Explore Mayo Clinic studies testing new treatments, interventions and tests as a means to prevent, detect, treat or manage this disease.
Lifestyle and home remedies
These tips may help you control high eye pressure or promote eye health.
- Eat a healthy diet. Eating a healthy diet can help you maintain your health, but it won't prevent glaucoma from worsening. Several vitamins and nutrients are important to eye health, including those found in dark, leafy greens and fish high in omega-3 fatty acids.
- Exercise safely. Regular exercise may reduce eye pressure in open-angle glaucoma. Talk to your doctor about an appropriate exercise program.
- Limit your caffeine. Drinking beverages with large amounts of caffeine may increase your eye pressure.
- Sip fluids frequently. Drink only moderate amounts of fluids at any given time during the course of a day. Drinking a quart or more of any liquid within a short time may temporarily increase eye pressure.
- Sleep with your head elevated. Using a wedge pillow that keeps your head slightly raised, about 20 degrees, has been shown to reduce intraocular eye pressure while you sleep.
Take prescribed medicine. Using your eyedrops or other medications as prescribed can help you get the best possible result from your treatment. Be sure to use the drops exactly as prescribed. Otherwise, your optic nerve damage could get even worse.
Because some of the eyedrops are absorbed into your bloodstream, you may experience some side effects unrelated to your eyes. To minimize this absorption, close your eyes for one to two minutes after putting the drops in. Or press lightly at the corner of your eye near your nose to close the tear duct for one or two minutes. Wipe off any unused drops from your eyelid.
Some alternative medicine approaches may help your overall health but none are effective glaucoma remedies. Talk with your doctor about their possible benefits and risks.
- Herbal remedies. A number of herbal supplements, such as bilberry and ginkgo, have been advertised as glaucoma remedies. But further study is needed to prove their effectiveness. Don't use herbal supplements in place of proven therapies.
- Relaxation techniques. Stress may trigger an attack of acute angle-closure glaucoma. If you're at risk of this condition, find healthy ways to cope with stress. Meditation and other techniques may help.
- Marijuana. Research shows that marijuana lowers eye pressure in people with glaucoma, but only for three to four hours. Other, standard treatments are more effective. The American Academy of Ophthalmology doesn't recommend marijuana for treating glaucoma.
Coping and support
When you receive a diagnosis of glaucoma, you're facing lifelong treatment, regular checkups and the possibility of progressive vision loss.
Meeting and talking with other people with glaucoma can be very helpful, and many support groups exist. Check with hospitals and eye care centers in your area to find local groups and meeting times. Several online resources, including support groups, are available.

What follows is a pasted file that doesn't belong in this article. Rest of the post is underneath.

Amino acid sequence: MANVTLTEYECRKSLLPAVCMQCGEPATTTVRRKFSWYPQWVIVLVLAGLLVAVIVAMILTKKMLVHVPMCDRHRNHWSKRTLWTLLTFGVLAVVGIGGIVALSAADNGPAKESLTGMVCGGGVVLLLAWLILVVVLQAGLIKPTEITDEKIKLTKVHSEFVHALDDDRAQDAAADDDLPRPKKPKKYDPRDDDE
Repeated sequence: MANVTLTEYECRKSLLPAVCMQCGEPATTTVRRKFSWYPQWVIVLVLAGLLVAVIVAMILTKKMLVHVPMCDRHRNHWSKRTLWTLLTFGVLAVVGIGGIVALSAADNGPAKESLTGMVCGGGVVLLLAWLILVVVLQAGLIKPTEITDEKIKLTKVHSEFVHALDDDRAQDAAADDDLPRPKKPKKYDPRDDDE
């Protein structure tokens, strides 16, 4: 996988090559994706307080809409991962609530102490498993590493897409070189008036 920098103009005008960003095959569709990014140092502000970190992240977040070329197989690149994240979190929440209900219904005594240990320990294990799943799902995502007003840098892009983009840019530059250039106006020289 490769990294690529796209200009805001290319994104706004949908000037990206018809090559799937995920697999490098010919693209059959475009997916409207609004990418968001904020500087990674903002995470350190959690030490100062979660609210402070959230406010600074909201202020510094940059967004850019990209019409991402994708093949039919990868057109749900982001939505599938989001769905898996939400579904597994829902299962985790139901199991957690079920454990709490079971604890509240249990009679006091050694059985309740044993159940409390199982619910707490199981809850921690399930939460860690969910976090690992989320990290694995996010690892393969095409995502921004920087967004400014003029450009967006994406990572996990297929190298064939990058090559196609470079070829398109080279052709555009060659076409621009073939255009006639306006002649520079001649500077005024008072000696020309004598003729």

Preparing for your appointment
Glaucoma usually doesn't cause any noticeable symptoms until it has caused permanent damage. Ask your primary care doctor how often you need to see an eye doctor (ophthalmologist) for a comprehensive eye exam and follow that schedule.
If you have any new eye symptoms or vision problems, make an appointment with your ophthalmologist or ask your doctor for a referral.
Here's some information to help you get ready for your appointment.
What you can do
Before your appointment make a list of:
- Symptoms you've been having, and for how long
- All medications, supplements and vitamins you take, including the doses
- Any eye problems you've had in the past, such as vision changes or eye discomfort
- Questions to ask your doctor
Some basic questions to ask your doctor include:
- Do I have signs of glaucoma?
- What tests do I need to confirm a diagnosis?
- What treatment approach do you recommend?
- What are the alternatives to the primary approach you're suggesting?
- Do I need to follow any activity restrictions?
- What other self-care measures might help me?
- What is the long-term outlook in my case?
- How often do I need to return for follow-up visits?
- Do I need to see an additional specialist?
- I have these other health conditions. How can I best manage them together?
What to expect from your doctor
A doctor who sees you for possible glaucoma is likely to ask you a number of questions, such as:
- Have you had any eye discomfort or vision problems?
- Do you have any other signs or symptoms that concern you?
- Do you have any family history of glaucoma or other eye problems?
- What eye screening tests have you had and when?
- Have you been diagnosed with any other medical conditions?
- Are you using any eyedrops?
- Are you using any vitamins or supplements?
Sept. 15, 2015